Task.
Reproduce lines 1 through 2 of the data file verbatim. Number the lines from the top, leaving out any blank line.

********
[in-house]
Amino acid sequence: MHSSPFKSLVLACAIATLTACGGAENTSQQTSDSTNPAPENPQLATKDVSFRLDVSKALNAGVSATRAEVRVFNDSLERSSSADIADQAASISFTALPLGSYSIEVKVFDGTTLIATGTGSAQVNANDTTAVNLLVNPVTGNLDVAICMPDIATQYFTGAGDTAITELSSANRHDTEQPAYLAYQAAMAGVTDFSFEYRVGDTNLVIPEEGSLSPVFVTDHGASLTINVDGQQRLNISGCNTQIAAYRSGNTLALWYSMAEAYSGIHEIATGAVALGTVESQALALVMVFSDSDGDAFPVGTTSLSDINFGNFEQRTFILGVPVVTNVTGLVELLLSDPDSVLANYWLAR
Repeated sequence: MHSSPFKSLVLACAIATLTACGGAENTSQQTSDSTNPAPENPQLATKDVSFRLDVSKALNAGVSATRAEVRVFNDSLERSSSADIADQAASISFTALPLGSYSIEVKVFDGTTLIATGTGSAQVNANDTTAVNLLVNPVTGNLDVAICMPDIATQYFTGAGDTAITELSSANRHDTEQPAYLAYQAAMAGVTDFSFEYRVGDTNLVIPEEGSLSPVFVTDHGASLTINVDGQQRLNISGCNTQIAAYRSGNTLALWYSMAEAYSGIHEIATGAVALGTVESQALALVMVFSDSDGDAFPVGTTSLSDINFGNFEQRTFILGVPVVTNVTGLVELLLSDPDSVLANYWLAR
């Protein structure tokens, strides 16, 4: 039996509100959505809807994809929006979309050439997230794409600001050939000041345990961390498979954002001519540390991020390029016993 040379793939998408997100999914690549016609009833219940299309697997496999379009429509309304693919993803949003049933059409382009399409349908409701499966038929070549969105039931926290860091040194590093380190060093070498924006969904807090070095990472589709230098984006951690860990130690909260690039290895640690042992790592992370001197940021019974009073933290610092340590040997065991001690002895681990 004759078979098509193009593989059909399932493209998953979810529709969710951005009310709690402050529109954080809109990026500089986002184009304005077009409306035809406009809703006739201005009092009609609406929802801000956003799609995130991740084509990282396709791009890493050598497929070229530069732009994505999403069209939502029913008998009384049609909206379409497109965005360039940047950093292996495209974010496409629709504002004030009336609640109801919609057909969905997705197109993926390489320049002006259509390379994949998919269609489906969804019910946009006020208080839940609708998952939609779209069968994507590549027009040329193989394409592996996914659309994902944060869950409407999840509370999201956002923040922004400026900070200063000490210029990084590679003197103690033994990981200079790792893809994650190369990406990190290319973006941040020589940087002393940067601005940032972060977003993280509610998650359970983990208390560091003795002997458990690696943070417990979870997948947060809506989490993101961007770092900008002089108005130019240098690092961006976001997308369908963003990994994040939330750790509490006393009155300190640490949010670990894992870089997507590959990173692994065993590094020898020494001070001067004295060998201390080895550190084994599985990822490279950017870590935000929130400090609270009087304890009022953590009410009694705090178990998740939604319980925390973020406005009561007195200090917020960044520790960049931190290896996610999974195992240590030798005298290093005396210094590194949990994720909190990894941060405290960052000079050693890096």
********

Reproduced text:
[in-house]
Amino acid sequence: MHSSPFKSLVLACAIATLTACGGAENTSQQTSDSTNPAPENPQLATKDVSFRLDVSKALNAGVSATRAEVRVFNDSLERSSSADIADQAASISFTALPLGSYSIEVKVFDGTTLIATGTGSAQVNANDTTAVNLLVNPVTGNLDVAICMPDIATQYFTGAGDTAITELSSANRHDTEQPAYLAYQAAMAGVTDFSFEYRVGDTNLVIPEEGSLSPVFVTDHGASLTINVDGQQRLNISGCNTQIAAYRSGNTLALWYSMAEAYSGIHEIATGAVALGTVESQALALVMVFSDSDGDAFPVGTTSLSDINFGNFEQRTFILGVPVVTNVTGLVELLLSDPDSVLANYWLAR